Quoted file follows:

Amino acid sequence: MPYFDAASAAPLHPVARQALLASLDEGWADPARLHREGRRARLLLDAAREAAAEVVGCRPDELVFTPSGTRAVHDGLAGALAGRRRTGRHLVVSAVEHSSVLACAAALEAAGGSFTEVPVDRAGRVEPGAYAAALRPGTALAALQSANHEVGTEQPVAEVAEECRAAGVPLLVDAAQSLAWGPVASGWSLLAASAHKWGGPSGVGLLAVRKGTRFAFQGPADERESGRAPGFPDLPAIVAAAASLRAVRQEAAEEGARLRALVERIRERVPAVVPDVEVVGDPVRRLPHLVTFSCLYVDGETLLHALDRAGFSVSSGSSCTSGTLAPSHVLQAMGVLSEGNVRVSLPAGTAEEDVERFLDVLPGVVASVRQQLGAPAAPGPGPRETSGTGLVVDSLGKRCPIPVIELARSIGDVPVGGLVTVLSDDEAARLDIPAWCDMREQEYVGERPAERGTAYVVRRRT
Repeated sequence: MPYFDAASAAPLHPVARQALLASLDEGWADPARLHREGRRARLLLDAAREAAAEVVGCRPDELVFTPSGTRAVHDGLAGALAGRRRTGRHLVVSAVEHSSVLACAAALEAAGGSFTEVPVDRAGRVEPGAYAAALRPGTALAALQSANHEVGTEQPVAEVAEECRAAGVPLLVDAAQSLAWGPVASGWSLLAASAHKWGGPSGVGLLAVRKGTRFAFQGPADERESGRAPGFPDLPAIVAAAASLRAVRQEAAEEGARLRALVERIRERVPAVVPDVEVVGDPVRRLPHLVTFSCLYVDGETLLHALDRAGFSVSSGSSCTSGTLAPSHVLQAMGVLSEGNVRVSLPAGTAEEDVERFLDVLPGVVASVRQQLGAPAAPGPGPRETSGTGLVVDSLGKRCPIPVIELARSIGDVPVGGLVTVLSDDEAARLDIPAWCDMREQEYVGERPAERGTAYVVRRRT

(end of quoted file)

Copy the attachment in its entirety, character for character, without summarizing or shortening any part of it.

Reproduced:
Amino acid sequence: MPYFDAASAAPLHPVARQALLASLDEGWADPARLHREGRRARLLLDAAREAAAEVVGCRPDELVFTPSGTRAVHDGLAGALAGRRRTGRHLVVSAVEHSSVLACAAALEAAGGSFTEVPVDRAGRVEPGAYAAALRPGTALAALQSANHEVGTEQPVAEVAEECRAAGVPLLVDAAQSLAWGPVASGWSLLAASAHKWGGPSGVGLLAVRKGTRFAFQGPADERESGRAPGFPDLPAIVAAAASLRAVRQEAAEEGARLRALVERIRERVPAVVPDVEVVGDPVRRLPHLVTFSCLYVDGETLLHALDRAGFSVSSGSSCTSGTLAPSHVLQAMGVLSEGNVRVSLPAGTAEEDVERFLDVLPGVVASVRQQLGAPAAPGPGPRETSGTGLVVDSLGKRCPIPVIELARSIGDVPVGGLVTVLSDDEAARLDIPAWCDMREQEYVGERPAERGTAYVVRRRT
Repeated sequence: MPYFDAASAAPLHPVARQALLASLDEGWADPARLHREGRRARLLLDAAREAAAEVVGCRPDELVFTPSGTRAVHDGLAGALAGRRRTGRHLVVSAVEHSSVLACAAALEAAGGSFTEVPVDRAGRVEPGAYAAALRPGTALAALQSANHEVGTEQPVAEVAEECRAAGVPLLVDAAQSLAWGPVASGWSLLAASAHKWGGPSGVGLLAVRKGTRFAFQGPADERESGRAPGFPDLPAIVAAAASLRAVRQEAAEEGARLRALVERIRERVPAVVPDVEVVGDPVRRLPHLVTFSCLYVDGETLLHALDRAGFSVSSGSSCTSGTLAPSHVLQAMGVLSEGNVRVSLPAGTAEEDVERFLDVLPGVVASVRQQLGAPAAPGPGPRETSGTGLVVDSLGKRCPIPVIELARSIGDVPVGGLVTVLSDDEAARLDIPAWCDMREQEYVGERPAERGTAYVVRRRT